Sustainable Rice Landscapes Initiative to reduce environmental footprint of rice production
- Impact Area
Bangkok, Thailand, 26 March 2019 – A major new consortium today announced the Sustainable Rice Landscapes Initiative (SRLI), an agreement to deliver smart and sustainable agri-solutions for rice farmers and supply chains supported by a USD $50 million funding proposal.
Announced at the opening of the 2019 Responsible Business Forum on Food and Agriculture in Bangkok , the SRLI will support the sustainable production of rice in Southeast Asia from 2020 to assist farmers and supply chains adversely impacted by climate change in the region.
The actions will focus on reducing greenhouse gas (GHG) emissions under the Paris Agreement, restoring degraded land and conserving biodiversity through activities such as policy support for governments, sustainable farming practices and management of water and forests, involving the private sector to incentivise sustainable rice culivation and increasing knowledge and collaboration between parties on sustainable rice solutions.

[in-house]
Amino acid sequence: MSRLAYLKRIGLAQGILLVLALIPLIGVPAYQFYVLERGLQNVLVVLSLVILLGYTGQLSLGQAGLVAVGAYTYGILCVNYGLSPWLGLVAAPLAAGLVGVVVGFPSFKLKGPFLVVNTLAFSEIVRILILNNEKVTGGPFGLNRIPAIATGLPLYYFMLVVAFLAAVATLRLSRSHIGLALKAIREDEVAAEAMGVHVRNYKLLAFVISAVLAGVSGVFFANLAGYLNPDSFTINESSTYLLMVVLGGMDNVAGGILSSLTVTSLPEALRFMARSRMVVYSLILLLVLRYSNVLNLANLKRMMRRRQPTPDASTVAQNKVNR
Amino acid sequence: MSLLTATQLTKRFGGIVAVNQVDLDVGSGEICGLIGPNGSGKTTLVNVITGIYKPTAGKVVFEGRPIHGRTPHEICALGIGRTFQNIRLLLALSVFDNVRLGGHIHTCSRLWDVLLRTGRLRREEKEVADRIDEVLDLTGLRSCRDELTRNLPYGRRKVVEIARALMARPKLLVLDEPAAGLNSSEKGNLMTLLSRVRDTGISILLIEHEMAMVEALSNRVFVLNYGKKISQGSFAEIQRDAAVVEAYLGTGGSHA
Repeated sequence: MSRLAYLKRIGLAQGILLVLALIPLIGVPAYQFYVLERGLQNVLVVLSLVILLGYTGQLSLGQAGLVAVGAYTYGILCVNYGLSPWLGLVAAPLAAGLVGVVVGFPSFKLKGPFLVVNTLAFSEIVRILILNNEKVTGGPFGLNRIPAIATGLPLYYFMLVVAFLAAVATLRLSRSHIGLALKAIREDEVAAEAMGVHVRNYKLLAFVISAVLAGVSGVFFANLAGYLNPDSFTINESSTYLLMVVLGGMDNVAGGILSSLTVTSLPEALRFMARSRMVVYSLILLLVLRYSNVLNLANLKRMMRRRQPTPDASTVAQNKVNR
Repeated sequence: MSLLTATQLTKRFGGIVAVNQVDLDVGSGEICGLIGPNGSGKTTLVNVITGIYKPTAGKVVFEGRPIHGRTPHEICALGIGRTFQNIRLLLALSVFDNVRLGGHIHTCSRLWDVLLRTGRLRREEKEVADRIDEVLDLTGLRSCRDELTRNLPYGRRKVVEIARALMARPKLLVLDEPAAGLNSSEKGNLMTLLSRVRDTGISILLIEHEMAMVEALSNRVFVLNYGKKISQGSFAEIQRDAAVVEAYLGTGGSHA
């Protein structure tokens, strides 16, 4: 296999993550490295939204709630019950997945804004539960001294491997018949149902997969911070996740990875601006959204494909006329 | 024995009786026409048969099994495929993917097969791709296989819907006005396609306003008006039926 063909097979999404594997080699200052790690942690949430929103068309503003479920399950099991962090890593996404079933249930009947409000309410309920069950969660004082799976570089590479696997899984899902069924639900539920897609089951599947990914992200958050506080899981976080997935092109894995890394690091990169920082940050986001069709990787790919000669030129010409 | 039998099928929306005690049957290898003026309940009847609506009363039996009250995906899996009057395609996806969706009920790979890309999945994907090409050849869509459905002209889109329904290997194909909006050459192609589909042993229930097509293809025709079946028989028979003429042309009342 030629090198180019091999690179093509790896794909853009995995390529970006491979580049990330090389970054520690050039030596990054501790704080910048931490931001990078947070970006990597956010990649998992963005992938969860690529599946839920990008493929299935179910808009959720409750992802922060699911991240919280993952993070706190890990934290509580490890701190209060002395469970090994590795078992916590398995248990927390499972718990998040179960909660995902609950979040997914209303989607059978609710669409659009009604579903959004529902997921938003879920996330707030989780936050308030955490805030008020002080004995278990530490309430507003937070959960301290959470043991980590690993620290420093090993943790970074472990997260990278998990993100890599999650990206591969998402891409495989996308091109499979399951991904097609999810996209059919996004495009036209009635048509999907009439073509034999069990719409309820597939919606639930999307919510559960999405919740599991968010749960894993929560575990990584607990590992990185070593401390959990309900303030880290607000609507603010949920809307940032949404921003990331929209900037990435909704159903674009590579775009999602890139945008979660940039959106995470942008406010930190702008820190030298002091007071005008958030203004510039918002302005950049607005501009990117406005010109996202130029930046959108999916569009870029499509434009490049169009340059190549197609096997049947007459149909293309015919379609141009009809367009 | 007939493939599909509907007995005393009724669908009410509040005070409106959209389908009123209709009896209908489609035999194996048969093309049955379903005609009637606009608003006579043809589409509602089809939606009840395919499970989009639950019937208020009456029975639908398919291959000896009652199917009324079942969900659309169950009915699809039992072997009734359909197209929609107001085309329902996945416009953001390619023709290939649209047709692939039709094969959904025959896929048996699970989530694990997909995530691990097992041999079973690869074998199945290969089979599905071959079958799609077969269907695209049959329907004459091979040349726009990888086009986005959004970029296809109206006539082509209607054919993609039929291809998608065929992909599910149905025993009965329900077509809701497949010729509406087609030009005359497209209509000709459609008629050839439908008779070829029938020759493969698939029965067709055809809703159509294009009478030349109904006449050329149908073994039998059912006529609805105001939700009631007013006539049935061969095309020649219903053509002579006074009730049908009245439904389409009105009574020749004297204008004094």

The SRLI brings together a range of organizations, including international agencies, with extensive experience in supporting sustainable production; research institutions at the forefront in the development of technical knowledge; and the private sector.
The Initiative is led by UN Environment, the Food and Agriculture Organization (FAO), the Sustainable Rice Platform (SRP), the World Business Council for Sustainable Development (WBCSD), the International Rice Research Institute (IRRI) and the German Agency for International Cooperation (GIZ).
As one of Southeast Asia’s most important crops, rice is the economic backbone for millions of farmers. According to IPCC, both yields and the nutritional value of rice will face net reductions as temperatures continue to rise. Millions of farmers and families, especially those with low incomes, will feel the impact of this change. At the same time, to meet global demand, production must increase by 25% by 2050 .
Rice is a leading contributor…